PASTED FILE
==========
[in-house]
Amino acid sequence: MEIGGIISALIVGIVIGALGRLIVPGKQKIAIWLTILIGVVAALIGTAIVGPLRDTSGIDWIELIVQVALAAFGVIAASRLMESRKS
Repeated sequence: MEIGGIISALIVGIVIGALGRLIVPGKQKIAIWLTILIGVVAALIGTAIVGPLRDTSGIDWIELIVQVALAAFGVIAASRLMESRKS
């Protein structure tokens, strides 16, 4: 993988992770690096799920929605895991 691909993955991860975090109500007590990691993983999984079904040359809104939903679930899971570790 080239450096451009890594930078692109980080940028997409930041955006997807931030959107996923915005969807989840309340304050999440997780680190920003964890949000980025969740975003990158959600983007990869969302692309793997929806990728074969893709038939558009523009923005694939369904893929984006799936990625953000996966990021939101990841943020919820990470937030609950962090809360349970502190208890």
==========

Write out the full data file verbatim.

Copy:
[in-house]
Amino acid sequence: MEIGGIISALIVGIVIGALGRLIVPGKQKIAIWLTILIGVVAALIGTAIVGPLRDTSGIDWIELIVQVALAAFGVIAASRLMESRKS
Repeated sequence: MEIGGIISALIVGIVIGALGRLIVPGKQKIAIWLTILIGVVAALIGTAIVGPLRDTSGIDWIELIVQVALAAFGVIAASRLMESRKS
């Protein structure tokens, strides 16, 4: 993988992770690096799920929605895991 691909993955991860975090109500007590990691993983999984079904040359809104939903679930899971570790 080239450096451009890594930078692109980080940028997409930041955006997807931030959107996923915005969807989840309340304050999440997780680190920003964890949000980025969740975003990158959600983007990869969302692309793997929806990728074969893709038939558009523009923005694939369904893929984006799936990625953000996966990021939101990841943020919820990470937030609950962090809360349970502190208890």